$80,000 Non-Pecuniary Award for Chronic Shoulder Injury; Bradley v. Groves Applied

Reasons for judgement were released last week by the BC Supreme Court, New Westminster Registry, assessing damages for a shoulder injury caused by a motor vehicle collision and subsequently aggravated by an at-work incident.
In last week’s case (Kaleta v. MacDougall) the Plaintiff was injured in a 2008 collision.  Fault was admitted by the Defendant.  As a consequence the Plaintiff suffered from “chronic neck and left shoulder pain”.  The symptoms were due to soft tissue injury and there was a “moderate probability” for long lasting symptoms.
Prior to trial the Plaintiff aggravated his shoulder in an at-work incident.  He made a WorkSafe Claim as a consequence.  ICBC argued the damages need to be reduced as a result.  Mr. Justice Truscott disagreed relying on the BC Court of Appeal’s decision Bradley v. Groves.  In assessing damages at $80,000 the Court provided the following useful comments:

[33] In Dr. McAnulty’s last assessment on March 3, 2011 the plaintiff again reported with chronic neck and left shoulder pain, worse at night. His prior knee and back pain had resolved.

[34] Dr. McAnulty’s diagnostic impression at the time was of chronic myofascial pain post motor vehicle accident affecting the left neck and shoulder and the plaintiff was advised to continue with activity as tolerated.

[35] In his summary and conclusions in his report of March 6, 2011, Dr. McAnulty says that despite the many interventions the plaintiff still remains symptomatic and now has more likely than not reached the point of maximum medical improvement, especially since two and one-half years have elapsed since the motor vehicle accident. He says the plaintiff may well suffer chronic myofascial pain in the future…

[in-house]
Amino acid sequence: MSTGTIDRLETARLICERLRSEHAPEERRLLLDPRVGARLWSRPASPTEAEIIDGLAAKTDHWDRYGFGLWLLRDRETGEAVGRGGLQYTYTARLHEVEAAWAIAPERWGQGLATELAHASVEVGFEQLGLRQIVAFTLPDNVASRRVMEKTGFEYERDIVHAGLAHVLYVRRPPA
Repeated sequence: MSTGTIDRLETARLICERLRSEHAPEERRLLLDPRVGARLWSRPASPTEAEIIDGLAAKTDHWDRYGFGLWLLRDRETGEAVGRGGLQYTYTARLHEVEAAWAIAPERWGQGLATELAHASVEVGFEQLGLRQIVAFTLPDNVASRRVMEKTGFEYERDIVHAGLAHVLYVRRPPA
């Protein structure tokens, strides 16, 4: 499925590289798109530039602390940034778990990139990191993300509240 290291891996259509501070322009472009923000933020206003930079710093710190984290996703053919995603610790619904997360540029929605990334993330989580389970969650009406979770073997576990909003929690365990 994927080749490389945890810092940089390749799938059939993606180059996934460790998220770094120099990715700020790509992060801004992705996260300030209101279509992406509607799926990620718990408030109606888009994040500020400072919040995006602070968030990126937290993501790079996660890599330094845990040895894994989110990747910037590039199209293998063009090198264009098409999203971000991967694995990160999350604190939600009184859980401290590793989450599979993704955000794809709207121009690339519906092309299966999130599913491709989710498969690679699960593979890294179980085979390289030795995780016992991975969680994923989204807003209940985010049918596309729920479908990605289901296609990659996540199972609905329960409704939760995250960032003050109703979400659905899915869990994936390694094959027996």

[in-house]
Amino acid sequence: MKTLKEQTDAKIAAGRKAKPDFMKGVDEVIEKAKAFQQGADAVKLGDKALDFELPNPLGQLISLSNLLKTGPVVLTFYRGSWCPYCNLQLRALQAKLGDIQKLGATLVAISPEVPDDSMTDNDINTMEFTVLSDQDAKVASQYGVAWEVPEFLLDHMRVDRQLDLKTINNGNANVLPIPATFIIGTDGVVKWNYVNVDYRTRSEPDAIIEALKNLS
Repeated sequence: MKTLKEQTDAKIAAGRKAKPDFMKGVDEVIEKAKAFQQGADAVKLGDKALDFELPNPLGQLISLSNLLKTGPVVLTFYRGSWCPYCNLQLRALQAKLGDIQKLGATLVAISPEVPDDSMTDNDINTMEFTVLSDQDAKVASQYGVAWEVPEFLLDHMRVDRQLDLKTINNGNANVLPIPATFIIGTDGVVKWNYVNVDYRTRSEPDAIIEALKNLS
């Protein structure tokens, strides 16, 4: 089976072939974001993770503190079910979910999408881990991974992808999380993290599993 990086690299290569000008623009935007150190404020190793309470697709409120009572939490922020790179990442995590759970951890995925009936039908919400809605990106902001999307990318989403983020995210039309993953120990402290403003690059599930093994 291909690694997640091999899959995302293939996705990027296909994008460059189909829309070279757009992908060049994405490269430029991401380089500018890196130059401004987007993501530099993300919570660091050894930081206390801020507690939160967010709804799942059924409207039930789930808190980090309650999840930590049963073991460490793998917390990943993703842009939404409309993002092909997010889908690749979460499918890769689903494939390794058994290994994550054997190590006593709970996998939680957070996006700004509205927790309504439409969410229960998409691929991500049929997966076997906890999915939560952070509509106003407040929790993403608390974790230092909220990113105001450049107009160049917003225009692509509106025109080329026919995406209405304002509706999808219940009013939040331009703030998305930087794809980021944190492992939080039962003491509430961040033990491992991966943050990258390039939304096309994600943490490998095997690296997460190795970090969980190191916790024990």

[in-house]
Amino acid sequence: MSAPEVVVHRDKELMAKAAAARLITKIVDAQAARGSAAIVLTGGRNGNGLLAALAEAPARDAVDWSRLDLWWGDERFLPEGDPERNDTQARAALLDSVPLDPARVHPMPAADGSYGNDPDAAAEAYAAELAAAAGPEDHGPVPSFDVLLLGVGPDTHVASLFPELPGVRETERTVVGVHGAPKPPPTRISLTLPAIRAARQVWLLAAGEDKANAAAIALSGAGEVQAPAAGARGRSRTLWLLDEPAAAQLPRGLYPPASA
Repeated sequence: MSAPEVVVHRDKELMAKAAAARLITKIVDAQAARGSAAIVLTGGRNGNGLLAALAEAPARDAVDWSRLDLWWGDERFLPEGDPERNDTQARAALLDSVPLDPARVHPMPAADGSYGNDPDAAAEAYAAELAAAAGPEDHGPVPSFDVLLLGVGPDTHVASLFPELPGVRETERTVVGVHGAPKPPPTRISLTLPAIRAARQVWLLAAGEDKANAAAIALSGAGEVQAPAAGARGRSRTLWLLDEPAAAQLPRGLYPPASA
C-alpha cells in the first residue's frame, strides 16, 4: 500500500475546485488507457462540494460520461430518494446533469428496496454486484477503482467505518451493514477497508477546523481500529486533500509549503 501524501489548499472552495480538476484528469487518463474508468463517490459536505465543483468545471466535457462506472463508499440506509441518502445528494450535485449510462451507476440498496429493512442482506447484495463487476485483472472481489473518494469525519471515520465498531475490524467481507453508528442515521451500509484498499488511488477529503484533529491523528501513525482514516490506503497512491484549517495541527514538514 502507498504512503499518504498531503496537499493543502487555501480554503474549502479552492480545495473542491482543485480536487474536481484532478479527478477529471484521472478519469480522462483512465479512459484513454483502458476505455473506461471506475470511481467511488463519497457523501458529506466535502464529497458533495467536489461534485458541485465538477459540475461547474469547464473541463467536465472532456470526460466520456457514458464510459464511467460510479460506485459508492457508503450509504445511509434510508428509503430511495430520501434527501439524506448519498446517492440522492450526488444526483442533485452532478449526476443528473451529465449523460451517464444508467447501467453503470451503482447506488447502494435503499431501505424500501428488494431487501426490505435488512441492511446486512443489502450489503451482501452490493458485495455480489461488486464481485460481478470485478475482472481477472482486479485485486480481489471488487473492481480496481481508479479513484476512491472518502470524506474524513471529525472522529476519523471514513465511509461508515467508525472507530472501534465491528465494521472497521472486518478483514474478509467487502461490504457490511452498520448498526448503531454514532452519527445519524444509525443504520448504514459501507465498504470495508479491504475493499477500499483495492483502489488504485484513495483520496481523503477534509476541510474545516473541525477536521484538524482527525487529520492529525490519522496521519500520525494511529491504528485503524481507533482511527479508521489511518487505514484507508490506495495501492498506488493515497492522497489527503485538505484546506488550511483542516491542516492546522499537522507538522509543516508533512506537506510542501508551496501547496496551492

[57] I accept the opinion of Dr. McAnulty that the workplace shoulder injury of June 11, 2009 was an aggravation of the shoulder injury suffered in the motor vehicle accident which remained symptomatic, and was not a new injury unconnected to the previous injury…

[61] As a matter of law the defendant remains responsible for continuing problems with the left shoulder after June 11, 2009 (Bradley v. Groves, 2010 BCCA 361)…

[63] It may be concluded from all this that the prospect of a chronic injury in the nature of a permanent or indefinite injury is only a possibility, but in Dr. McAnulty’s report he also says that the patient has more likely than not reached the point of maximal medical improvement and that statement reflects a standard of probability and not possibility.

[64] It is my conclusion that Dr. McAnulty considers the shoulder pain to be a chronic or long-lasting pain as a moderate probability, and I will assess the plaintiff’s damages on that basis…

[70] I award the plaintiff $80,000 for general damages for pain and suffering and loss of enjoyment of life.

bc injury law, Bradley v. Groves, chronic soft tissue injuries, ICBC Shoulder Injury Cases, Indivisible Injuries, Kaleta v. MacDougall, Mr. Justice Truscott

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ERIK
MAGRAKEN

Personal Injury Lawyer

When not writing the BC Injury Law Blog, Erik is the managing partner at MacIsaac & Company, based in Victoria, B.C. He is also involved with combative sports regulatory issues and authors the Combat Sports Law Blog.

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